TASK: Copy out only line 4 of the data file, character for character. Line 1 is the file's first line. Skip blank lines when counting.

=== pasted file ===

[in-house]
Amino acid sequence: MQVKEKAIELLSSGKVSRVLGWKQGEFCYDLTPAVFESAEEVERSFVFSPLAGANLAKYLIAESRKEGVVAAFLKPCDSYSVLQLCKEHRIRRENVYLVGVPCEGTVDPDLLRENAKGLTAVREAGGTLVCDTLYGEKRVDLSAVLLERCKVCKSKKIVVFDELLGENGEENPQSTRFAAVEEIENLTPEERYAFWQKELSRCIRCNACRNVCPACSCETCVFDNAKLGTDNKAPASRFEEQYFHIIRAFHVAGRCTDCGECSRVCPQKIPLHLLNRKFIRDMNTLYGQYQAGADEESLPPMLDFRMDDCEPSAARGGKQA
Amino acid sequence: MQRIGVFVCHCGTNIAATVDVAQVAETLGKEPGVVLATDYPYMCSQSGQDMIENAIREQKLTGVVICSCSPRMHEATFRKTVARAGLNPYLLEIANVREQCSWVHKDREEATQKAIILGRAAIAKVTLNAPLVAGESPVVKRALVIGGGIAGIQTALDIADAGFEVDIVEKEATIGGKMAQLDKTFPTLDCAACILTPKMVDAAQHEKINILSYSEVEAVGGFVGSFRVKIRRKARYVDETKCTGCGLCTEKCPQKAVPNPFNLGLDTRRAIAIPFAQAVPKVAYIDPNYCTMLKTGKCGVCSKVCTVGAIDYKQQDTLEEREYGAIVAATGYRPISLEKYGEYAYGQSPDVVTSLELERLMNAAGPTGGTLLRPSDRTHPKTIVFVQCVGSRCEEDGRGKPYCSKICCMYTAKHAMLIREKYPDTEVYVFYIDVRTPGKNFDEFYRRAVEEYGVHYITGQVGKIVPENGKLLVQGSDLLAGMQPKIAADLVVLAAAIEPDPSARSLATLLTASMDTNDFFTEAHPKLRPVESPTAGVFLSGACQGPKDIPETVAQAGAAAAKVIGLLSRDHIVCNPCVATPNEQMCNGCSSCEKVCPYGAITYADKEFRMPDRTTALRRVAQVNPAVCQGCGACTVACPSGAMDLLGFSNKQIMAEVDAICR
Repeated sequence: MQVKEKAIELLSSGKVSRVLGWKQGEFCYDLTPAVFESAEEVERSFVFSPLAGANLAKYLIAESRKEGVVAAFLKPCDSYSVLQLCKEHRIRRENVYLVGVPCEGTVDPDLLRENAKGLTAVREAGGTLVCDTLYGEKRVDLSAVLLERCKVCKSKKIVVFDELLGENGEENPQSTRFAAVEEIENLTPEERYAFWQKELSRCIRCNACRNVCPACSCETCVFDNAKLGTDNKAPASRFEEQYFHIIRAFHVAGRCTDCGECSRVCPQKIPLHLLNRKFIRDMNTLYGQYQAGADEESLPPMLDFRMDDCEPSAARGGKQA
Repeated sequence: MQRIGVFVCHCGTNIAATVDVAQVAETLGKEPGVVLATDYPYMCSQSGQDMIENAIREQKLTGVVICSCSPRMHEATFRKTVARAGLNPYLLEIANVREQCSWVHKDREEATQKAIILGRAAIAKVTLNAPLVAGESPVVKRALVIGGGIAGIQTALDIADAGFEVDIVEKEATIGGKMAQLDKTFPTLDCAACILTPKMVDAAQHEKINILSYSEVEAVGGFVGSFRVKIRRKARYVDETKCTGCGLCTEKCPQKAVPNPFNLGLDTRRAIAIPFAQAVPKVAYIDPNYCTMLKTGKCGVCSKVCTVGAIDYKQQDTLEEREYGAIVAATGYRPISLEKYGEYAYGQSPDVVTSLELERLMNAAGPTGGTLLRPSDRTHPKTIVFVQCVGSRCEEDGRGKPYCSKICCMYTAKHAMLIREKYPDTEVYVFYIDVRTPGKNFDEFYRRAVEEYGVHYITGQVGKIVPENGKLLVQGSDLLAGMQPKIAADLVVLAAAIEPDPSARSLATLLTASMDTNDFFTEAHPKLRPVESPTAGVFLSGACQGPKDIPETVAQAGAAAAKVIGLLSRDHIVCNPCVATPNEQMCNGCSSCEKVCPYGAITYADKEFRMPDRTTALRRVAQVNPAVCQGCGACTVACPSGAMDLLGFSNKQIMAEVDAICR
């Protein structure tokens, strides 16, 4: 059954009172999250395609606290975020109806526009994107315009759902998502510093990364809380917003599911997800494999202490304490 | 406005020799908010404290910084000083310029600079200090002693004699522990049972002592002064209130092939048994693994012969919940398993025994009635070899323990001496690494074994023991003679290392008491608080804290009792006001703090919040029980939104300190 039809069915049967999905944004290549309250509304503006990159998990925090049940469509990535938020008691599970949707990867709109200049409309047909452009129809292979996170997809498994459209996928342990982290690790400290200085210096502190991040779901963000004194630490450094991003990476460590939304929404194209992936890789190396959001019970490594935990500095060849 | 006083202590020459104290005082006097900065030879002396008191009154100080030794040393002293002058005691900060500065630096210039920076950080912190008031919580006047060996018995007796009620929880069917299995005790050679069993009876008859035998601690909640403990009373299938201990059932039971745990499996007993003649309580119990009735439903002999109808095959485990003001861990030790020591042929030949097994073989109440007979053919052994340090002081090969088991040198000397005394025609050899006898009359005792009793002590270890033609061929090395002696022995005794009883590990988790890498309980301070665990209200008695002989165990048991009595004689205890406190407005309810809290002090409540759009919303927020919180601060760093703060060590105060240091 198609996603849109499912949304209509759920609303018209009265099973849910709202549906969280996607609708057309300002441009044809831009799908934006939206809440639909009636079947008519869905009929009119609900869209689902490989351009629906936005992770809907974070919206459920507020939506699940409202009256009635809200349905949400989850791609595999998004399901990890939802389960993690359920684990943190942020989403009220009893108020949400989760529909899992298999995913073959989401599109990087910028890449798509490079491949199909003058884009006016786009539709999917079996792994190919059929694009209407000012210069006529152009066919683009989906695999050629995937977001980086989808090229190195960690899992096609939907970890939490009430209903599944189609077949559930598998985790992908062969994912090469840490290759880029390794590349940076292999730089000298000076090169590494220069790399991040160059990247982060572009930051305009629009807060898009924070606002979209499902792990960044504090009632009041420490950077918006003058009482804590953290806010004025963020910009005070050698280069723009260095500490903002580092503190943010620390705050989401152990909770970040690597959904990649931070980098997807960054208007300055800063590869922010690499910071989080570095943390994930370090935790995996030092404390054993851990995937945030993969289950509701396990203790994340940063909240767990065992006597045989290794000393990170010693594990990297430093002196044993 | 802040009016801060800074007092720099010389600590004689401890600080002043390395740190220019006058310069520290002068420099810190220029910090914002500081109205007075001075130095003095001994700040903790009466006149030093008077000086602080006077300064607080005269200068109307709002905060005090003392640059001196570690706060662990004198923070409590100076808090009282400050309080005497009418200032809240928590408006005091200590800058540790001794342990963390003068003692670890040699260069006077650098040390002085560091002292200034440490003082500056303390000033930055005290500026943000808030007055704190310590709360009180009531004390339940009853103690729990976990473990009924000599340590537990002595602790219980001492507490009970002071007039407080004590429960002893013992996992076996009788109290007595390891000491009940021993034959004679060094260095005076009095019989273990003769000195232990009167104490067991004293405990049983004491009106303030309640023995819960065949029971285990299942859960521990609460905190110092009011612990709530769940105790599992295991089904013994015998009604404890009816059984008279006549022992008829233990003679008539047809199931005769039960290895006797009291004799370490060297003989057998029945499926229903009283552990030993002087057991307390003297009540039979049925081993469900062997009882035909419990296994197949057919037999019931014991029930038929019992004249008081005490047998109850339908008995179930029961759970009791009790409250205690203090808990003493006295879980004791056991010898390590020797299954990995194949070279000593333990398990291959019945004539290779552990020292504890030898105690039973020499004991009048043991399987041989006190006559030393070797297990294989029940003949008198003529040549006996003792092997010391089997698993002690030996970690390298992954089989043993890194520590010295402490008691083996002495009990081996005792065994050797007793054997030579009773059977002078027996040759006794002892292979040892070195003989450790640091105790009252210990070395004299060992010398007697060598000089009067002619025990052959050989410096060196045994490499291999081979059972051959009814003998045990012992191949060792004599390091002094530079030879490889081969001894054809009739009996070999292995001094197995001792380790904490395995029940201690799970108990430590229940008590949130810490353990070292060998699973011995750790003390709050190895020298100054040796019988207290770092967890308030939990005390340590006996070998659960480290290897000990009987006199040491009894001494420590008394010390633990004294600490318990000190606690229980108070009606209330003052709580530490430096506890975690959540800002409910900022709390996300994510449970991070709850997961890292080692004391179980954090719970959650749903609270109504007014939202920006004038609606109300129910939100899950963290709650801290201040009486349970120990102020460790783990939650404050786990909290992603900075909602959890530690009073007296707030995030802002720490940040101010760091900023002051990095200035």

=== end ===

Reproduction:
Repeated sequence: MQVKEKAIELLSSGKVSRVLGWKQGEFCYDLTPAVFESAEEVERSFVFSPLAGANLAKYLIAESRKEGVVAAFLKPCDSYSVLQLCKEHRIRRENVYLVGVPCEGTVDPDLLRENAKGLTAVREAGGTLVCDTLYGEKRVDLSAVLLERCKVCKSKKIVVFDELLGENGEENPQSTRFAAVEEIENLTPEERYAFWQKELSRCIRCNACRNVCPACSCETCVFDNAKLGTDNKAPASRFEEQYFHIIRAFHVAGRCTDCGECSRVCPQKIPLHLLNRKFIRDMNTLYGQYQAGADEESLPPMLDFRMDDCEPSAARGGKQA